Earlier this month, Ferguson, Mo., police officer Darren Wilson testified for nearly four hours to the St. Louis County grand jury that will decide whether he will be indicted for the Aug. 9 shooting of unarmed teenager Michael Brown.
It was a striking moment. The subject of a grand jury investigation rarely risks the legal consequences of testifying before they have even been charged. But it was, at least in theory, in keeping with the prosecutor's pledge to put every piece of evidence before the jurors. Anthony Gray, one of the attorneys for the Brown family, had a visceral reaction to the news of Wilson's testimony, though: "The only thing that happened for over four hours was Mike Brown's body laying on concrete."
"I can't imagine what he could talk about for four hours," Gray told TPM in a recent phone interview, "about an incident that took in total a matter of minutes."
It crystallizes the deep-seated distrust between the authorities and the Brown family specifically and the Ferguson community more broadly, a tension that has become centered on one of the most closely watched grand juries in years. As recently as last week, both sides were unable to see eye-to-eye about what role the Brown family could even play in the investigation. In interviews with TPM, lawyers for the family cast doubt on the prosecutor's motives, and the prosecutor's office expressed skepticism that the family would have any evidence relevant to the case that the police do not already have.
The grand jury began hearing evidence on Aug. 20. In most cases, the prosecutor directs the investigation with specific charges in mind, which then dictates what evidence is presented to the jurors. But not this time. Prosecutor Bob McCulloch, whose office is overseeing the case and who has come under scrutiny in the Ferguson community for his ties to law enforcement, has said that the jury will see everything.
“We will be presenting absolutely everything to this grand jury -- every statement that any witness made, every witness, every photograph, every piece of physical evidence,” McCulloch said last month “Absolutely nothing will be left out.”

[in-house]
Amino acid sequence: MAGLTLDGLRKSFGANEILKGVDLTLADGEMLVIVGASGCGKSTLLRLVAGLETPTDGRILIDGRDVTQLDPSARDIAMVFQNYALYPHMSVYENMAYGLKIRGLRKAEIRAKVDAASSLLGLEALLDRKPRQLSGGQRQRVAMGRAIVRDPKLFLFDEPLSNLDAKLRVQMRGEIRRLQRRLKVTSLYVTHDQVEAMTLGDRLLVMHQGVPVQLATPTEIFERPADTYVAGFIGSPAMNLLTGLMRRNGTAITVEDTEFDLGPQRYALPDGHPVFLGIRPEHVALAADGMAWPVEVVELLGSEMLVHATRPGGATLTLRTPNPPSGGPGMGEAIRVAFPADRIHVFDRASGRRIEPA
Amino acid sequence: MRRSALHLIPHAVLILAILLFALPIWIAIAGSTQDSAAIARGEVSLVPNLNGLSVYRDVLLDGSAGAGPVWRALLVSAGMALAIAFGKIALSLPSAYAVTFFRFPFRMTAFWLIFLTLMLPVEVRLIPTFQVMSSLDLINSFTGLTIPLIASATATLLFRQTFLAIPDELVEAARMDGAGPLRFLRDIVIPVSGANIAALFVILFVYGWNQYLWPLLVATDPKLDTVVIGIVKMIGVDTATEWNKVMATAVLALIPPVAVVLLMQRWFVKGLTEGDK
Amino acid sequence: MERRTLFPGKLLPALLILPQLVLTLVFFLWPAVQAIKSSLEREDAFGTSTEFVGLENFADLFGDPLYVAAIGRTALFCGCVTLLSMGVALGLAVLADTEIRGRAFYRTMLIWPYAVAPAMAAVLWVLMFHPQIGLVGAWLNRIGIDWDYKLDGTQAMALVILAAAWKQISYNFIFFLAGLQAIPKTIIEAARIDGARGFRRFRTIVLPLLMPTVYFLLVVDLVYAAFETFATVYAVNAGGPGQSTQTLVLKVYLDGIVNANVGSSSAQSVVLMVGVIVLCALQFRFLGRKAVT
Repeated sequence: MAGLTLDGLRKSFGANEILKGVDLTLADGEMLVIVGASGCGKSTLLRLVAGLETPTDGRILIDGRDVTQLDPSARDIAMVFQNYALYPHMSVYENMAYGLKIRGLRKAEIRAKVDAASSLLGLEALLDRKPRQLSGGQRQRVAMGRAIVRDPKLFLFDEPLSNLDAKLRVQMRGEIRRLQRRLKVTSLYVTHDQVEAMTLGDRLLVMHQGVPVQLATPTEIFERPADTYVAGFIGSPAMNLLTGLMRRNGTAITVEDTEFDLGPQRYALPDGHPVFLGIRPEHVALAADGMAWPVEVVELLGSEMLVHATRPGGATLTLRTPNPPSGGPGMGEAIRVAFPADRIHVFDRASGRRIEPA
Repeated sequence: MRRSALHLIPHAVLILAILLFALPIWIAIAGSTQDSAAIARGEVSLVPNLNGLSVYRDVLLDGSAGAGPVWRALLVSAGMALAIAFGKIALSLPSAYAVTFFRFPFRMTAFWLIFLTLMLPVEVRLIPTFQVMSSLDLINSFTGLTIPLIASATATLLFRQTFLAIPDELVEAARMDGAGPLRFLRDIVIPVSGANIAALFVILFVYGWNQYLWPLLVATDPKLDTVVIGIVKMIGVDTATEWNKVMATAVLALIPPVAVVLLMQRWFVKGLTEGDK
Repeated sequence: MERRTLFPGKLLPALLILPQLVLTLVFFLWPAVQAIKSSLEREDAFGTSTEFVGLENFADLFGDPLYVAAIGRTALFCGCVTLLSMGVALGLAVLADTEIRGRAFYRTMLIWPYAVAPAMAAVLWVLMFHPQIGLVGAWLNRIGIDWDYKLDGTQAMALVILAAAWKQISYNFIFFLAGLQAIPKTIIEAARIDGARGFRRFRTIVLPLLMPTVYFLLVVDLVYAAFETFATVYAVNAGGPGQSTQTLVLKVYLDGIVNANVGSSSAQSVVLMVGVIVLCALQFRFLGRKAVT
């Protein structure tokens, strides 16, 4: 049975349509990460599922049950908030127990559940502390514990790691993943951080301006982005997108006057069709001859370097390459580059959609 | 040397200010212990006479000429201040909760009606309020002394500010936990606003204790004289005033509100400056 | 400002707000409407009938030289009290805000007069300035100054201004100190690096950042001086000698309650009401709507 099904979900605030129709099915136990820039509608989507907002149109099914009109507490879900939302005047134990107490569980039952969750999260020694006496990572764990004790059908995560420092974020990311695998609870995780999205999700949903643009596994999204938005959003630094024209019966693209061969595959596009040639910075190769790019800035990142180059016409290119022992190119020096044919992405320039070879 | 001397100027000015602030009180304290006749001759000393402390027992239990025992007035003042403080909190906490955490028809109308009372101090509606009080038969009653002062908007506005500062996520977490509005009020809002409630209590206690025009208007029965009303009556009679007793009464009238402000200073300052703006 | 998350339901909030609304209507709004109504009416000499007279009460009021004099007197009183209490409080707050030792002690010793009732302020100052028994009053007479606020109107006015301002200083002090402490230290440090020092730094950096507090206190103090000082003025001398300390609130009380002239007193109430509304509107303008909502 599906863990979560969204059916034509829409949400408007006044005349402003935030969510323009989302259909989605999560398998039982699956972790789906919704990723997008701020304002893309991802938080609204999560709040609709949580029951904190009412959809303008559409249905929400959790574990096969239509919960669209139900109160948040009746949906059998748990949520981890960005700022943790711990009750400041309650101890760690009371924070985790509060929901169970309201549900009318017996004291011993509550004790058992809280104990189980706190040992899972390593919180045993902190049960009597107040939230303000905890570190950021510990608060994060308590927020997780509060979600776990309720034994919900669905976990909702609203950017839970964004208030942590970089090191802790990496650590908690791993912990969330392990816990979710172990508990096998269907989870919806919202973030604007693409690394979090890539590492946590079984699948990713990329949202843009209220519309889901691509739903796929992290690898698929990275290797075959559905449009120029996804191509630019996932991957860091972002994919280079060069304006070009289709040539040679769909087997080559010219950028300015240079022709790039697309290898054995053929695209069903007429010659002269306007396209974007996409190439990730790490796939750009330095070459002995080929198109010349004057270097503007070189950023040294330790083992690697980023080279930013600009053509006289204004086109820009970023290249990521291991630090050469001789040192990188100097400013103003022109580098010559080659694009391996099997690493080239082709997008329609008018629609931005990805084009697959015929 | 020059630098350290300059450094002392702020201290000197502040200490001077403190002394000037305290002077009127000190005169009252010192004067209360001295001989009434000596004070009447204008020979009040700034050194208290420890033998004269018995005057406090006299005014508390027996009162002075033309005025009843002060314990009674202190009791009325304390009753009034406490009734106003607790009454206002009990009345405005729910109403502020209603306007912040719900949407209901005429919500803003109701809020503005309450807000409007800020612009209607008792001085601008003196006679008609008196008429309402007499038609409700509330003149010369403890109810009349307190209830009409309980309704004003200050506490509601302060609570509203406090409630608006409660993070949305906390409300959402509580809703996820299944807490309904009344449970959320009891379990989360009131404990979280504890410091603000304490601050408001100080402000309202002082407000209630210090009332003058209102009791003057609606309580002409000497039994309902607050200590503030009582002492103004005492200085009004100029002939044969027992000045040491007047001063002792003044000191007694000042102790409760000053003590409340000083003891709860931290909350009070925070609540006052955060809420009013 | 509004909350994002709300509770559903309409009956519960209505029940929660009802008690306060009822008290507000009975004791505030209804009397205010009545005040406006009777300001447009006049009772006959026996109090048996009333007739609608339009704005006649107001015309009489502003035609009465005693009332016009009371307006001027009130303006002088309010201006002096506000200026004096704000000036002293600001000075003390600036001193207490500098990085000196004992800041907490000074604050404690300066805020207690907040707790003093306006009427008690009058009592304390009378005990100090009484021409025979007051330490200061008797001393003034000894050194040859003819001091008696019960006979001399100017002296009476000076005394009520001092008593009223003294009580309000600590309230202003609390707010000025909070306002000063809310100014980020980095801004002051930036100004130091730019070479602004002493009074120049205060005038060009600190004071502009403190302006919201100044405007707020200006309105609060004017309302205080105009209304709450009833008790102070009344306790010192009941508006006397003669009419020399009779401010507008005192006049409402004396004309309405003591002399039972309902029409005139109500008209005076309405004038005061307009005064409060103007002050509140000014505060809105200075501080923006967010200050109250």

McCulloch has been a controversial figure. Protesters have pointed to his past, which includes the 1964 shooting of his father, a police officer, in the line of duty. He has tried to counter that through pledges of transparency and assigning day-to-day oversight of the grand jury to two deputies, one whom is black.
Still, the unusual nature of the grand jury proceedings has raised eyebrows, and former prosecutors have told TPM that the approach would undoubtedly give McCulloch some public-relations cover if the jury decides not to indict Wilson. In fact, one suggested that there was a easy way to help one understand how truly transparent this grand jury would be.
"If they're doing this wide open grand jury investigation, is it simply the district attorney's office who's deciding what witnesses are going in there?" Laurie Levenson, a former federal prosecutor who is now a law professor at Loyola University in Los Angeles, told TPM. "Or have they reached out to the lawyers of the family or other people? Are they actually soliciting input from other parties?"
"That can give you an idea of whether this is just cover," she said, "or this is really a community investigation."
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